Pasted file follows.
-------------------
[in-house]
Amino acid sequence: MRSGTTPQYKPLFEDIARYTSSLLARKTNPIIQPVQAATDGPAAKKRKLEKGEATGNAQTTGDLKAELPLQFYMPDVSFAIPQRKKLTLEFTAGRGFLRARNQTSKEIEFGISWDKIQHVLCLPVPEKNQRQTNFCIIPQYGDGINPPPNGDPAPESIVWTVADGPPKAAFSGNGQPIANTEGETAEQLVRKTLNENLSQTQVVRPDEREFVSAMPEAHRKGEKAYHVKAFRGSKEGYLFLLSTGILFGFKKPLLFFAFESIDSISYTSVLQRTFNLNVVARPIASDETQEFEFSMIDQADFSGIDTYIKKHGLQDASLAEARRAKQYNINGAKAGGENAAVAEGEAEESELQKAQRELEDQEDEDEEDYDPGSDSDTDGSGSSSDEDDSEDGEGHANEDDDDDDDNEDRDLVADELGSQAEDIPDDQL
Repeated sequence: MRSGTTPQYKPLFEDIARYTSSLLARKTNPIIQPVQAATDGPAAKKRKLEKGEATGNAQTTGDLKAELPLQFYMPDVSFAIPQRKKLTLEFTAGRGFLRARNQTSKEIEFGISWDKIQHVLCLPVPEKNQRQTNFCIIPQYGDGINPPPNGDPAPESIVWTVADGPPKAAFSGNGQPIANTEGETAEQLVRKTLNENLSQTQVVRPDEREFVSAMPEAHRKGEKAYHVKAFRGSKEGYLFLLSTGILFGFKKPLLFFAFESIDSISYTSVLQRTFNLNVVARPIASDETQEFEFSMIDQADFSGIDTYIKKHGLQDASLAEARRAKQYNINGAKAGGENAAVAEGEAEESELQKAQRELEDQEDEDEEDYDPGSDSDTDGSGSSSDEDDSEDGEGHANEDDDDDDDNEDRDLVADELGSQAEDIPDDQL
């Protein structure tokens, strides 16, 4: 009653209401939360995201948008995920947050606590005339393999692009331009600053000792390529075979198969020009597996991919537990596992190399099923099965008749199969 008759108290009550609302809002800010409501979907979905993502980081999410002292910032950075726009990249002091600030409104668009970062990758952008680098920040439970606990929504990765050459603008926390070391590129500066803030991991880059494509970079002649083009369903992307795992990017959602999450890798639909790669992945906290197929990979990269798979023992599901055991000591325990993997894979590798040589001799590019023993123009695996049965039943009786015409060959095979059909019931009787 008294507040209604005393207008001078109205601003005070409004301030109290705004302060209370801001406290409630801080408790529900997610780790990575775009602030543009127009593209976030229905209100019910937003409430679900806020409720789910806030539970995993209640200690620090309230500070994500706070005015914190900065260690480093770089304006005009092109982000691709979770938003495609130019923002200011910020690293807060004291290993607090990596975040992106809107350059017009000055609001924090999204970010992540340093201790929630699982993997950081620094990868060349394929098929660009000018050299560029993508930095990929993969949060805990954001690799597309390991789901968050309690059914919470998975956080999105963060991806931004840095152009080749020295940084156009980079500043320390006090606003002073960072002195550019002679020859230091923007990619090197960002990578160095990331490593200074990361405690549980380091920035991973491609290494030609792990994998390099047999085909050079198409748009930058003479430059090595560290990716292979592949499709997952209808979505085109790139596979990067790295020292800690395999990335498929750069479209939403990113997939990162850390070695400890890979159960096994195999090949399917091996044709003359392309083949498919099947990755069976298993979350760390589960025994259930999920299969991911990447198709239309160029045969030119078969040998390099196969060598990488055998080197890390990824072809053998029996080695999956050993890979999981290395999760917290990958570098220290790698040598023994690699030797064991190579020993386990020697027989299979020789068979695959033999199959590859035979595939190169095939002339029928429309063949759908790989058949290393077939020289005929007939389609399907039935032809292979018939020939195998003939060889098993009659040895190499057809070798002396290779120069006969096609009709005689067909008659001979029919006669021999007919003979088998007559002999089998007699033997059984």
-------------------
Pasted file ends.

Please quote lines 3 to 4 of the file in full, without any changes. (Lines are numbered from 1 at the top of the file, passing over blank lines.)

Repeated sequence: MRSGTTPQYKPLFEDIARYTSSLLARKTNPIIQPVQAATDGPAAKKRKLEKGEATGNAQTTGDLKAELPLQFYMPDVSFAIPQRKKLTLEFTAGRGFLRARNQTSKEIEFGISWDKIQHVLCLPVPEKNQRQTNFCIIPQYGDGINPPPNGDPAPESIVWTVADGPPKAAFSGNGQPIANTEGETAEQLVRKTLNENLSQTQVVRPDEREFVSAMPEAHRKGEKAYHVKAFRGSKEGYLFLLSTGILFGFKKPLLFFAFESIDSISYTSVLQRTFNLNVVARPIASDETQEFEFSMIDQADFSGIDTYIKKHGLQDASLAEARRAKQYNINGAKAGGENAAVAEGEAEESELQKAQRELEDQEDEDEEDYDPGSDSDTDGSGSSSDEDDSEDGEGHANEDDDDDDDNEDRDLVADELGSQAEDIPDDQL
């Protein structure tokens, strides 16, 4: 009653209401939360995201948008995920947050606590005339393999692009331009600053000792390529075979198969020009597996991919537990596992190399099923099965008749199969 008759108290009550609302809002800010409501979907979905993502980081999410002292910032950075726009990249002091600030409104668009970062990758952008680098920040439970606990929504990765050459603008926390070391590129500066803030991991880059494509970079002649083009369903992307795992990017959602999450890798639909790669992945906290197929990979990269798979023992599901055991000591325990993997894979590798040589001799590019023993123009695996049965039943009786015409060959095979059909019931009787 008294507040209604005393207008001078109205601003005070409004301030109290705004302060209370801001406290409630801080408790529900997610780790990575775009602030543009127009593209976030229905209100019910937003409430679900806020409720789910806030539970995993209640200690620090309230500070994500706070005015914190900065260690480093770089304006005009092109982000691709979770938003495609130019923002200011910020690293807060004291290993607090990596975040992106809107350059017009000055609001924090999204970010992540340093201790929630699982993997950081620094990868060349394929098929660009000018050299560029993508930095990929993969949060805990954001690799597309390991789901968050309690059914919470998975956080999105963060991806931004840095152009080749020295940084156009980079500043320390006090606003002073960072002195550019002679020859230091923007990619090197960002990578160095990331490593200074990361405690549980380091920035991973491609290494030609792990994998390099047999085909050079198409748009930058003479430059090595560290990716292979592949499709997952209808979505085109790139596979990067790295020292800690395999990335498929750069479209939403990113997939990162850390070695400890890979159960096994195999090949399917091996044709003359392309083949498919099947990755069976298993979350760390589960025994259930999920299969991911990447198709239309160029045969030119078969040998390099196969060598990488055998080197890390990824072809053998029996080695999956050993890979999981290395999760917290990958570098220290790698040598023994690699030797064991190579020993386990020697027989299979020789068979695959033999199959590859035979595939190169095939002339029928429309063949759908790989058949290393077939020289005929007939389609399907039935032809292979018939020939195998003939060889098993009659040895190499057809070798002396290779120069006969096609009709005689067909008659001979029919006669021999007919003979088998007559002999089998007699033997059984």